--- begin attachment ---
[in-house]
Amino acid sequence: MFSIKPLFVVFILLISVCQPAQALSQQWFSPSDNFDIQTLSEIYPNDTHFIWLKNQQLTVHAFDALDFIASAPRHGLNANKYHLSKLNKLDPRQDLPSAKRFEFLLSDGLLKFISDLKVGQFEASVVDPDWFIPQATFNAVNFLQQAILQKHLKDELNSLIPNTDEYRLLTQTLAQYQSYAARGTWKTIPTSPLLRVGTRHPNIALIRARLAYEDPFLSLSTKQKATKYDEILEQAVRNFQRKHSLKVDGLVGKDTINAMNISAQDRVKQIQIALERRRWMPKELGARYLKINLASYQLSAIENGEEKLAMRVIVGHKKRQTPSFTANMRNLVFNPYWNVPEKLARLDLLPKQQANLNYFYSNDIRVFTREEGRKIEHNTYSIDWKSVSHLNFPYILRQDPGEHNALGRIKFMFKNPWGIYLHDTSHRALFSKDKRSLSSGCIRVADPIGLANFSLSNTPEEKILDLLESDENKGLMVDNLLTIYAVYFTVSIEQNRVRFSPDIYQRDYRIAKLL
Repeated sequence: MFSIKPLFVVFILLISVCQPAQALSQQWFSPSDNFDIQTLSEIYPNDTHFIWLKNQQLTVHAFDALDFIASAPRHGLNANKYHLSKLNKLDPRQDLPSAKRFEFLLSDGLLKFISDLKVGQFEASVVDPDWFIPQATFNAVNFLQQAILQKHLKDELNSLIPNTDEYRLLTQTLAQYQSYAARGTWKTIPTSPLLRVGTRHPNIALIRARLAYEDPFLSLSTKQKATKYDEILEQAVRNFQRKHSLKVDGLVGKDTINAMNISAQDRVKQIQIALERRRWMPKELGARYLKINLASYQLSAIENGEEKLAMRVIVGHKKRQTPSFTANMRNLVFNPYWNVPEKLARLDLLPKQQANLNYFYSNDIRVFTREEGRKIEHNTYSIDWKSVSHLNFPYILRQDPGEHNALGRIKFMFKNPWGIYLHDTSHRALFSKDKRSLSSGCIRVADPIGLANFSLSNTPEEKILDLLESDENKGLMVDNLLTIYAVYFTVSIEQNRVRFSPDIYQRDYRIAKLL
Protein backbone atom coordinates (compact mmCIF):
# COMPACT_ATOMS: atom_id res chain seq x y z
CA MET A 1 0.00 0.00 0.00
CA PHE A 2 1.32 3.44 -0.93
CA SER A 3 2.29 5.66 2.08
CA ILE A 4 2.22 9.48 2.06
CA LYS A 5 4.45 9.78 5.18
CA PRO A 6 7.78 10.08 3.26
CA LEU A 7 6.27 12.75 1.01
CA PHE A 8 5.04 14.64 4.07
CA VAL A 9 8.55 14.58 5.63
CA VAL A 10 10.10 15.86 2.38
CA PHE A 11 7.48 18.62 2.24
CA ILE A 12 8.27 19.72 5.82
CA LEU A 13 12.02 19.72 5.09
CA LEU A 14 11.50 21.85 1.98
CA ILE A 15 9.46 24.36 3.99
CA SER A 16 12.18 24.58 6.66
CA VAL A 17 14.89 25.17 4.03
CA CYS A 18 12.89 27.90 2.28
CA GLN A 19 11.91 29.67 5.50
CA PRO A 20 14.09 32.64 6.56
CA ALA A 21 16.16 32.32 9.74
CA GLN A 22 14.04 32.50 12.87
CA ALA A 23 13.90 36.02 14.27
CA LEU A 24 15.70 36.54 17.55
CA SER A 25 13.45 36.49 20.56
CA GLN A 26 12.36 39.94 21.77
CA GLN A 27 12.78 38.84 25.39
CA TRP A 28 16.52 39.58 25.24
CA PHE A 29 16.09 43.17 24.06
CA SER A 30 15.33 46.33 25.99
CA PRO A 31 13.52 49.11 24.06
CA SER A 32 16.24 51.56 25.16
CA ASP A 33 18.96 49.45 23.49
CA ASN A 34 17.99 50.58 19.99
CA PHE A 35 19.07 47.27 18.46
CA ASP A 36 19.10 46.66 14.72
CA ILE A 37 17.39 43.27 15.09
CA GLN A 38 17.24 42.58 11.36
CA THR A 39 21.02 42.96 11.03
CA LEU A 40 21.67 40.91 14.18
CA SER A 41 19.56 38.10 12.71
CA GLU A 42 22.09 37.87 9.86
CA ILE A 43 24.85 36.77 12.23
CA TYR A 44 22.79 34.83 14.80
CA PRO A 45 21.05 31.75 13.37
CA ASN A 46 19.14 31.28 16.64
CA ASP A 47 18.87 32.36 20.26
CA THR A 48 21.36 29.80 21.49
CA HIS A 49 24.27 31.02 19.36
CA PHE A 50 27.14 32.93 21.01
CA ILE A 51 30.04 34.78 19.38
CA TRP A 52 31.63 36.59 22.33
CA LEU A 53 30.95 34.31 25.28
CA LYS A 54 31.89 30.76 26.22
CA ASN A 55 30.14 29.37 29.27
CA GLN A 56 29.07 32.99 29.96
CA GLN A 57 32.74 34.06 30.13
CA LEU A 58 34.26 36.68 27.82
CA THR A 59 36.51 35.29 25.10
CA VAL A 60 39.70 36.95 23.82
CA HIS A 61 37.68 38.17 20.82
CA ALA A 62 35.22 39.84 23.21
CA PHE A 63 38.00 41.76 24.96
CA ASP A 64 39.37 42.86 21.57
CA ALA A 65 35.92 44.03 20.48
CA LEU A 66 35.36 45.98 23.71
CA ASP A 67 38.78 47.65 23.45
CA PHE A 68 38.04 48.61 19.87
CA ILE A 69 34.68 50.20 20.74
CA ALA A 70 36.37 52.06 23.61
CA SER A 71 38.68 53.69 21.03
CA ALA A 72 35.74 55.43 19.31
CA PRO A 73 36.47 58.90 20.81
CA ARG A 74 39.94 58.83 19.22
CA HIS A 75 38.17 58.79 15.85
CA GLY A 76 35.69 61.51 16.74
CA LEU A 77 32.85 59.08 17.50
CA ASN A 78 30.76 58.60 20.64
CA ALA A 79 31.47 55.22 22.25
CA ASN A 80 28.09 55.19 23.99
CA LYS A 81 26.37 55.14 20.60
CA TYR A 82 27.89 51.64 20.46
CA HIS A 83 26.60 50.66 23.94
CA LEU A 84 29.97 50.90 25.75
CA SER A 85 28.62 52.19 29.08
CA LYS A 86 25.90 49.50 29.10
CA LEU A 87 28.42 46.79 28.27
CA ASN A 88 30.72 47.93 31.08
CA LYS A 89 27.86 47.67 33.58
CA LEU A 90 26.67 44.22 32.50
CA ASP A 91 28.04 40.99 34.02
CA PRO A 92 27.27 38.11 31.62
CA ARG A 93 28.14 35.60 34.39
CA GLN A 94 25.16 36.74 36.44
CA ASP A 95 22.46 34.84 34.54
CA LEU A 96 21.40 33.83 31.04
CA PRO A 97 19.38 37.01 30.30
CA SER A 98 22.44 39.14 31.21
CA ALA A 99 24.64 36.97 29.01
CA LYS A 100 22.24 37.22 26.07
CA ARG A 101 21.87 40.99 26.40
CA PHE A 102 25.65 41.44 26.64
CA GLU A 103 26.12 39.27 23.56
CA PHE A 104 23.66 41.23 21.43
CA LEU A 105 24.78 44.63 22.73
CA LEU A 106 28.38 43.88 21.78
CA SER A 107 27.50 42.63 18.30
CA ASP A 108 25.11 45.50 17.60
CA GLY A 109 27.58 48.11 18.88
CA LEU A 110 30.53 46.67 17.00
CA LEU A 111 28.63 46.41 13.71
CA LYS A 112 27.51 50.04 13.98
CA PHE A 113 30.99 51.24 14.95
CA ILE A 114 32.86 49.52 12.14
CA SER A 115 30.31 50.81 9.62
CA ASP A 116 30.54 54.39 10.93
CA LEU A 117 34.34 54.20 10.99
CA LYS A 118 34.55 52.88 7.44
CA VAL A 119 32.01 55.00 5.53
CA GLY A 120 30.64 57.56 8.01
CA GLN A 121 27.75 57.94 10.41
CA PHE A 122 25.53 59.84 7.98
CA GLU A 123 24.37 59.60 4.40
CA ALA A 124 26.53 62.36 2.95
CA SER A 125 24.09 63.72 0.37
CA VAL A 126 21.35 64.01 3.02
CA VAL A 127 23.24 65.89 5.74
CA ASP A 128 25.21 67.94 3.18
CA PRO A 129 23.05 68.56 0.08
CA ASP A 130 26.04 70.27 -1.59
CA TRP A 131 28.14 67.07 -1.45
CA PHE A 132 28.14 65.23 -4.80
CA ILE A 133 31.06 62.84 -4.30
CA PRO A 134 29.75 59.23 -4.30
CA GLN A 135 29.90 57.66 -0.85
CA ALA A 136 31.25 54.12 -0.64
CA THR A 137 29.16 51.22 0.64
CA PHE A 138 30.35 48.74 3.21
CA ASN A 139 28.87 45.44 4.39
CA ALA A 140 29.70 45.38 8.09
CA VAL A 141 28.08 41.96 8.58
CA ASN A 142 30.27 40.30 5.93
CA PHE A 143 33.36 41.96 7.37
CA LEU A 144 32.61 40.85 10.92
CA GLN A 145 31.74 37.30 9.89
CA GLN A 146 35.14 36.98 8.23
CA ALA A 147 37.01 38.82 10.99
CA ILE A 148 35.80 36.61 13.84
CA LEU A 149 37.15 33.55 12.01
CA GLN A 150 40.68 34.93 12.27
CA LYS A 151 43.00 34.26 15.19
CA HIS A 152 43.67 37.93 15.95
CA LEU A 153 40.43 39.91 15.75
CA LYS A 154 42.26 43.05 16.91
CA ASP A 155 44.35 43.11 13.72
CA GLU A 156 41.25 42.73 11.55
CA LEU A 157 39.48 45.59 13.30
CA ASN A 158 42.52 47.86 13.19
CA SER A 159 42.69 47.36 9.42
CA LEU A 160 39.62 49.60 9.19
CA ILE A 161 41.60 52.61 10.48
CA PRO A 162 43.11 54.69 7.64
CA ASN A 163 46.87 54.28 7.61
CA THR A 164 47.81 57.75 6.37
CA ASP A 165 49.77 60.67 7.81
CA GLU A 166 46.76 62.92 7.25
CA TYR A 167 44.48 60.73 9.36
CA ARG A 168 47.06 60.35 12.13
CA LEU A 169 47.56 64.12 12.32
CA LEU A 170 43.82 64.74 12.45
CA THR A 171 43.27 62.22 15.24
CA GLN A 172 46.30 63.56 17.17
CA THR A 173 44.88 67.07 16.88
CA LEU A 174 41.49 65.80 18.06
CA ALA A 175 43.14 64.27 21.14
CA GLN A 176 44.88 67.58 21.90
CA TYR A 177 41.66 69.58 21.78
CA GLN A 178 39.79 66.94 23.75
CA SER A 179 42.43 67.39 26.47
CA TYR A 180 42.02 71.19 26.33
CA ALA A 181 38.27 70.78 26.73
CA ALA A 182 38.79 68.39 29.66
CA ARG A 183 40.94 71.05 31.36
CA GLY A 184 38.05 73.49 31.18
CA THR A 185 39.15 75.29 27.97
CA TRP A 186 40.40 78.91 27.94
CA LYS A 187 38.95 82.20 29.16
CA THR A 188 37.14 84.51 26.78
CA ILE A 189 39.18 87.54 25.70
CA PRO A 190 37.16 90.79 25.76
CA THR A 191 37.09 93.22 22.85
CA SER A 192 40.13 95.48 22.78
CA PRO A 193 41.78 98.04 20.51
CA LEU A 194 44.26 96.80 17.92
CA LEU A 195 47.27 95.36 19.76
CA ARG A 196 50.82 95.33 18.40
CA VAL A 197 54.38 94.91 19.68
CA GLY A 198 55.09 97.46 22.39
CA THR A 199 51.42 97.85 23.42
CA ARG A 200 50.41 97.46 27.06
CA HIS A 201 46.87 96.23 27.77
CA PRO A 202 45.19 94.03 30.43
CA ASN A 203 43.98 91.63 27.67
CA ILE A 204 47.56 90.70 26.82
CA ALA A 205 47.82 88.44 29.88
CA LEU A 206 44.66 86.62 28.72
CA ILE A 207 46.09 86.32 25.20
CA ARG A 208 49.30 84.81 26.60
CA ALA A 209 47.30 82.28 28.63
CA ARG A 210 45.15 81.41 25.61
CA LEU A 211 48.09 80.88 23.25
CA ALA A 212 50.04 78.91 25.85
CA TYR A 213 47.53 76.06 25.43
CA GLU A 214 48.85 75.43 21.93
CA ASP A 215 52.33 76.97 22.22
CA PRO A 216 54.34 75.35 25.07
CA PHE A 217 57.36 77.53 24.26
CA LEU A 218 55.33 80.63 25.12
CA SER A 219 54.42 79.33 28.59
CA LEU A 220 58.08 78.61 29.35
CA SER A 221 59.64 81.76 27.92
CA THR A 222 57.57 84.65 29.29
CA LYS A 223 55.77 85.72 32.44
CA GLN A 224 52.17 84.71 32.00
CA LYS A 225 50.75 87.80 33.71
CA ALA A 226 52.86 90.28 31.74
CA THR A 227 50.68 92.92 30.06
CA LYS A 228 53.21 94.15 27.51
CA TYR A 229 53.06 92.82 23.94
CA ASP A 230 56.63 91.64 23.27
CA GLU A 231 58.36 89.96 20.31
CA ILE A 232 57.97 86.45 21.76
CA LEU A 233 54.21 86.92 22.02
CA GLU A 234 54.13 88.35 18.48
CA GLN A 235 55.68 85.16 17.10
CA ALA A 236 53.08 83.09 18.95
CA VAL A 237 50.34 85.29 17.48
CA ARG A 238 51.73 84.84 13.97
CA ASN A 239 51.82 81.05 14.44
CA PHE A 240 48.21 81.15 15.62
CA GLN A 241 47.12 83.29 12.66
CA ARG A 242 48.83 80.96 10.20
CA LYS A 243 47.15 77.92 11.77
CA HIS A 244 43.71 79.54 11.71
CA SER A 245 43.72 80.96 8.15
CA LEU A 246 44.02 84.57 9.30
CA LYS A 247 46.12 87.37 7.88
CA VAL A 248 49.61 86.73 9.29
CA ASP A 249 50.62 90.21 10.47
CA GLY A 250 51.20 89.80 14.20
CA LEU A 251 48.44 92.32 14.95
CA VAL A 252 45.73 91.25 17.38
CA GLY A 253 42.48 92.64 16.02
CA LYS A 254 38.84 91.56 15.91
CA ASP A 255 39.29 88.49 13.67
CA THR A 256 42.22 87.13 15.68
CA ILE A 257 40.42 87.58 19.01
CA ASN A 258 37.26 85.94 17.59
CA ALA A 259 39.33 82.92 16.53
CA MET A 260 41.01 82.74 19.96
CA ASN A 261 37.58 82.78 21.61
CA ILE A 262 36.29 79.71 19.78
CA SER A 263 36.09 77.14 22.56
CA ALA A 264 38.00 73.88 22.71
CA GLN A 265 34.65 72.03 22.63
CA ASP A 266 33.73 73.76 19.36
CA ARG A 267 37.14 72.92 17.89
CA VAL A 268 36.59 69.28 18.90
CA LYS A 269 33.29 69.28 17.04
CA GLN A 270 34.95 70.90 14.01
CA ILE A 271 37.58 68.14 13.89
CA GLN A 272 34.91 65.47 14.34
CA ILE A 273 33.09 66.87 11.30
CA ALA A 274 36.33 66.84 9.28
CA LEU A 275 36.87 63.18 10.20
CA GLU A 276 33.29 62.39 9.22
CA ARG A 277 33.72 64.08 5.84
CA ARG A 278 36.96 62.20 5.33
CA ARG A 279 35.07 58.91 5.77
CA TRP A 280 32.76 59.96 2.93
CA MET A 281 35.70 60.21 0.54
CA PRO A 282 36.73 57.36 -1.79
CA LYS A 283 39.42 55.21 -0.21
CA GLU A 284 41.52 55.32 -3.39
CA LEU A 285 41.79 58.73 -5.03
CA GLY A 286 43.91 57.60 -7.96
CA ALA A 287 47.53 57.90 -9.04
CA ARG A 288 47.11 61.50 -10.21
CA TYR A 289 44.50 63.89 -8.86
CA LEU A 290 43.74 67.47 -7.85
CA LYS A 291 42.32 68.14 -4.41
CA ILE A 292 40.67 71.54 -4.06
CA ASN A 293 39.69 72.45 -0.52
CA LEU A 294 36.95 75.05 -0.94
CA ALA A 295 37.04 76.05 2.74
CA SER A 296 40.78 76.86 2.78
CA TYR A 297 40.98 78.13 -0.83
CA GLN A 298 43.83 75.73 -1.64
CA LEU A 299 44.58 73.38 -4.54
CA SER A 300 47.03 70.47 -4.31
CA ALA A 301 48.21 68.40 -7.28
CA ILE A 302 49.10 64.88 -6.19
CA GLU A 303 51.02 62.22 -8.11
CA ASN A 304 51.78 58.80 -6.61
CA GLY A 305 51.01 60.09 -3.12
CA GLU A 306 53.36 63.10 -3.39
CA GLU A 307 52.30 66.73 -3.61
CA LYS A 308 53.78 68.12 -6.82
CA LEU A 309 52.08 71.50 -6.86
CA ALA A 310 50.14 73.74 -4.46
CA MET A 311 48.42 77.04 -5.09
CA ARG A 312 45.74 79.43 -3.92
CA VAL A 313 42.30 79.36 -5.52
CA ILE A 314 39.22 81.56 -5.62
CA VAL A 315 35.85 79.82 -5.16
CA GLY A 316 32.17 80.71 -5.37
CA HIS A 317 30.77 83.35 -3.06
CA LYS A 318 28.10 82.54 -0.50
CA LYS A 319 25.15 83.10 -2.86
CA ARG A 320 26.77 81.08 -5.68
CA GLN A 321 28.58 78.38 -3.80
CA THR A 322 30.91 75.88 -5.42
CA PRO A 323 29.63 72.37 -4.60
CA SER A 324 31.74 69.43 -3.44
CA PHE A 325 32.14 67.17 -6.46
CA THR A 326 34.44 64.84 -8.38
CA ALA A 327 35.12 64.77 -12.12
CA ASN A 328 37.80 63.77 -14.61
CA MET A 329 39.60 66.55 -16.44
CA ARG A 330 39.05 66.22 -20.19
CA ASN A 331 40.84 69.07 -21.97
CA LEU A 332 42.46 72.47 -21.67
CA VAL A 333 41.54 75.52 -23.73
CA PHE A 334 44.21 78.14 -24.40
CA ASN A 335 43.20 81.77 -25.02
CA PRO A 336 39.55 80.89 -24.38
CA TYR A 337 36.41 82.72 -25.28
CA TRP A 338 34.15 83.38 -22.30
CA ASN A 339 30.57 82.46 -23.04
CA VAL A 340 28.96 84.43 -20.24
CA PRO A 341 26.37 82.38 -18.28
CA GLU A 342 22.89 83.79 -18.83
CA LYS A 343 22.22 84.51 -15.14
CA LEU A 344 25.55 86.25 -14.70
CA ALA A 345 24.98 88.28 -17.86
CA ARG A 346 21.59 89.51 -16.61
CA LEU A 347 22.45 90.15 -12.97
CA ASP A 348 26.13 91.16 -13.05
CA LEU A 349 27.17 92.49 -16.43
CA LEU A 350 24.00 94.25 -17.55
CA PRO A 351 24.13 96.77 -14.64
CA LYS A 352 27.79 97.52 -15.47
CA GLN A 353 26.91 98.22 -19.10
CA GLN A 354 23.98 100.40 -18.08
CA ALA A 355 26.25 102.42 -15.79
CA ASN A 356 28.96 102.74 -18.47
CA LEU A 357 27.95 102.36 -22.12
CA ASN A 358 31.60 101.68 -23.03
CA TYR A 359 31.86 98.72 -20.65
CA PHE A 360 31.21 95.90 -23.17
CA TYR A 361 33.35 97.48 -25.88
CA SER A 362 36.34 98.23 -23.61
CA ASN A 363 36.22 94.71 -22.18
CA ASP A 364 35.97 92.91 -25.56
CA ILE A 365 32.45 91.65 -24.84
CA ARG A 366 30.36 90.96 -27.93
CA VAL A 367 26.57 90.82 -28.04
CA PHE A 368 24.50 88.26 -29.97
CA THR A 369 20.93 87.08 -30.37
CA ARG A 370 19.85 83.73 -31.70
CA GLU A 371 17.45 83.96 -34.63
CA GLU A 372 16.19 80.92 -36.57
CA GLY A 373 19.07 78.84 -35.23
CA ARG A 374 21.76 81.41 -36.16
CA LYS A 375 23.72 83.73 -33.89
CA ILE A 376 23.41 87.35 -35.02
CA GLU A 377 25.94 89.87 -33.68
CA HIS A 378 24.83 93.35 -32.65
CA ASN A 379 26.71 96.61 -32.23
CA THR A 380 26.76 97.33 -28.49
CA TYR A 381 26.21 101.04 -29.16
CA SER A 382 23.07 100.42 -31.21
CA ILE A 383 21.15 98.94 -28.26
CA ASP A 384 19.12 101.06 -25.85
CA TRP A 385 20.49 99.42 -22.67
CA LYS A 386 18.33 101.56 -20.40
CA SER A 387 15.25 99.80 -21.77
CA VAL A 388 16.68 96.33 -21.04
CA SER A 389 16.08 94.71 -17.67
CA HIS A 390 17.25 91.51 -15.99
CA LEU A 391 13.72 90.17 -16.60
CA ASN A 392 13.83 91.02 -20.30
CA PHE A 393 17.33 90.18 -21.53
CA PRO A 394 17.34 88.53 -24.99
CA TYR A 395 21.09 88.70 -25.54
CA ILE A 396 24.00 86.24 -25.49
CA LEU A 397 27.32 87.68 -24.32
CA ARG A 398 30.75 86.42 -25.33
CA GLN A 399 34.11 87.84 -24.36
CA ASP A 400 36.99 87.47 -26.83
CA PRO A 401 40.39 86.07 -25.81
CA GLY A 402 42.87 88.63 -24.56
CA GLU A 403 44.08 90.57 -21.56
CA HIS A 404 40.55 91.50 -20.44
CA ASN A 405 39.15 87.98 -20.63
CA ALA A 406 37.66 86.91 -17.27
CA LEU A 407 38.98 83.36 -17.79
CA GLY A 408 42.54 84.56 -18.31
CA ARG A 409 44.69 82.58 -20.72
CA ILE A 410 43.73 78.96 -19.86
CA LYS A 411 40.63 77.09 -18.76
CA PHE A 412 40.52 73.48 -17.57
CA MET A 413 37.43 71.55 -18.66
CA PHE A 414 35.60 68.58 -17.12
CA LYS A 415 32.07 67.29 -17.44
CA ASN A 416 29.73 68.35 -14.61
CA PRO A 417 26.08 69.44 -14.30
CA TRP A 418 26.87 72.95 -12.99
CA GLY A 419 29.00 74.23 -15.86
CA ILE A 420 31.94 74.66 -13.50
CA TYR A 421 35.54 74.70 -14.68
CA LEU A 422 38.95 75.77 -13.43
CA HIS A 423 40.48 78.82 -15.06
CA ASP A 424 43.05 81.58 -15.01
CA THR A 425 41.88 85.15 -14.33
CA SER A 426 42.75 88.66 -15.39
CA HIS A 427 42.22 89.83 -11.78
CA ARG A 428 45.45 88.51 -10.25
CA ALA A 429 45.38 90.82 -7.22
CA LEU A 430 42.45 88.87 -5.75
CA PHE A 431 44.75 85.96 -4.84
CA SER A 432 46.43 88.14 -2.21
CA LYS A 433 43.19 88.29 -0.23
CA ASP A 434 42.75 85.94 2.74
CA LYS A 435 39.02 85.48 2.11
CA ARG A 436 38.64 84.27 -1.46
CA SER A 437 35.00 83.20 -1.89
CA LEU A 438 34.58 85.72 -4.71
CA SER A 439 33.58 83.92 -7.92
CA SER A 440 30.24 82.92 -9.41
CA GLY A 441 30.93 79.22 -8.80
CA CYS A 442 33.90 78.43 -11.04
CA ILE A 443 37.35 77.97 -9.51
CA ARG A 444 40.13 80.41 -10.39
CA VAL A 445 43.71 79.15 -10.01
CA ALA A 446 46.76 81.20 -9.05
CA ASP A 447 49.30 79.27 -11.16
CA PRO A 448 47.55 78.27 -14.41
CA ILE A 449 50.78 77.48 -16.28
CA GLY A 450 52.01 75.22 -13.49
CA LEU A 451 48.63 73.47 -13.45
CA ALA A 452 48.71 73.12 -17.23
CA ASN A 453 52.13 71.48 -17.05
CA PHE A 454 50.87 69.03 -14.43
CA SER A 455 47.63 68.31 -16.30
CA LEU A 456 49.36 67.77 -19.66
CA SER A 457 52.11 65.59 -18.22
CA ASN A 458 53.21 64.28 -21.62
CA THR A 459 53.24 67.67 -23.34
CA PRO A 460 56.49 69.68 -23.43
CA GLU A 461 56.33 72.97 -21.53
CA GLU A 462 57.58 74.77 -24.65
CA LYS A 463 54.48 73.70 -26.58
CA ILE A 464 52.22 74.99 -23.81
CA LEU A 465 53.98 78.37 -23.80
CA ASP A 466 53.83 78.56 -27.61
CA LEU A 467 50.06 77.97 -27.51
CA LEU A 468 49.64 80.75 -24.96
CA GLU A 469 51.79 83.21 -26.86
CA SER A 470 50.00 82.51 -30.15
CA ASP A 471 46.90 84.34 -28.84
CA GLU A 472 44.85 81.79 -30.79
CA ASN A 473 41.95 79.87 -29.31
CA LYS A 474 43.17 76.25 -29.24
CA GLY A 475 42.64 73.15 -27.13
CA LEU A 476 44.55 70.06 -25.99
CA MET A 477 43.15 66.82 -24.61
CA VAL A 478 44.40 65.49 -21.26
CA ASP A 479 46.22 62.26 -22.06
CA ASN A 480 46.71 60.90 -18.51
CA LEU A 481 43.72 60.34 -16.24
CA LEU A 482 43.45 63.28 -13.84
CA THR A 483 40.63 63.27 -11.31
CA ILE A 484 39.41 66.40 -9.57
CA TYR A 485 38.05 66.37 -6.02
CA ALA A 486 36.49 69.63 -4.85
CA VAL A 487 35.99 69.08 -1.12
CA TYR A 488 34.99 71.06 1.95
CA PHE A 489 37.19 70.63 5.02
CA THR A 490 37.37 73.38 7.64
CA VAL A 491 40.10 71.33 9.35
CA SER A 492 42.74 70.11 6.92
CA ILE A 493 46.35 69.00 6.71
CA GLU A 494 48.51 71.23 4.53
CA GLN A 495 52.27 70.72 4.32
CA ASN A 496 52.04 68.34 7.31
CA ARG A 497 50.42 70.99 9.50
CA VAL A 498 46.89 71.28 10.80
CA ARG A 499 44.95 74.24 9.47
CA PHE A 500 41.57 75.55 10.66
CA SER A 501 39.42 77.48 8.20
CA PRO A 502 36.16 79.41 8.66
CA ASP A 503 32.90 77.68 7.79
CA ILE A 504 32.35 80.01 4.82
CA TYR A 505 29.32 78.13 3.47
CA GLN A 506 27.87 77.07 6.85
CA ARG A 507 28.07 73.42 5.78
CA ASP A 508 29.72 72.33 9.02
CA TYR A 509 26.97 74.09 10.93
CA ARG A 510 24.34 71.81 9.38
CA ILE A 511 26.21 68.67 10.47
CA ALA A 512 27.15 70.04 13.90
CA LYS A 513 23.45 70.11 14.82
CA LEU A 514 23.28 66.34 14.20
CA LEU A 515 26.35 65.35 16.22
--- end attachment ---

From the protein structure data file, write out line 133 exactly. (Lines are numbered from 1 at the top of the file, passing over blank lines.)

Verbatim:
CA ASP A 128 25.21 67.94 3.18